Further advance of the Armenian forces and the expansion of the conflict deeper into Azerbaijani territories and closer to the international borders of Azerbaijan with Iran and Turkey alarmed these regional countries. In the wake of the occupation of Djabrail and Kubatli districts and the real threat of the seizure of the Zangelan district of Azerbaijan, the Minister of Foreign Affairs of Iran, Ali Akbar Vilayati, in his letter addressed to the UN Secretary-General expressed his concern with the developments and called the United Nations to “take immediate and effective measures to implement Security Council Resolutions 822 (1993) and 853 (1993) and decisively compel the aggressive forces to accept a cease-fire and to withdraw to the internationally recognized borders.” This recognition of the fact that the attacks on the southwestern districts of Azerbaijan were mounted from the territory of Armenia is particularly noteworthy, since Iran from the beginning of the conflict was pursuing a neutral policy, and, second, the geographic proximity of the fighting allowed Iran to monitor the events right across its border with Azerbaijan.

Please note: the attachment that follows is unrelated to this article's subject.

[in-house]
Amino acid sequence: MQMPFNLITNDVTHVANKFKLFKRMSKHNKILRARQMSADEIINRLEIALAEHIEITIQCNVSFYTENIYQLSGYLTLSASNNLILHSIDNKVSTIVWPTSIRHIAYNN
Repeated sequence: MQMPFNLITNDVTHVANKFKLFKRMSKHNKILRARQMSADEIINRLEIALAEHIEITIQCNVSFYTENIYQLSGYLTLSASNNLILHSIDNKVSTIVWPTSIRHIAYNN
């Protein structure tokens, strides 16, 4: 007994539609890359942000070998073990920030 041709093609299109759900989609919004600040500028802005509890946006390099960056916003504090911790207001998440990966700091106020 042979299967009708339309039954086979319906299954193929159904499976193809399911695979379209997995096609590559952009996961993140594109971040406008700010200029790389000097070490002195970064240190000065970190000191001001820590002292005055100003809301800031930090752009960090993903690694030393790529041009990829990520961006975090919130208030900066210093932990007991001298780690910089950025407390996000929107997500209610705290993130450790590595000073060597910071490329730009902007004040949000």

Similarly, the Government of Turkey after the Kelbadjar offensive and especially with the occupation of other districts of Azerbaijan as well as the armed attacks on the Nakhichevan province, urged Armenia to stop aggression against Azerbaijan, to respect its commitments under the U.N. Charter, and made improvement of its relations with Armenia, conditional upon the withdrawal of the Armenian forces from the occupied territories.
The Member States of the European Community also in response to the attacks of the Armenian armed forces against the south-western districts of Azerbaijan issued a statement on September 3, 1993, in which they called on these forces to fully respect the Security Council resolutions and withdraw from the regions of Kelbadjar, Agdam, Fizuli, and Djebrail, emphasizing that the “member States have no evidence that Azerbaijan would be capable of initiating major attacks from these regions.” Indeed, the sequence of the occupation of the territories of Azerbaijan suggests that the advances of the Armenian armed forces resembled more pre-planned military operations rather than sporadic spillover of fighting into the neighboring areas.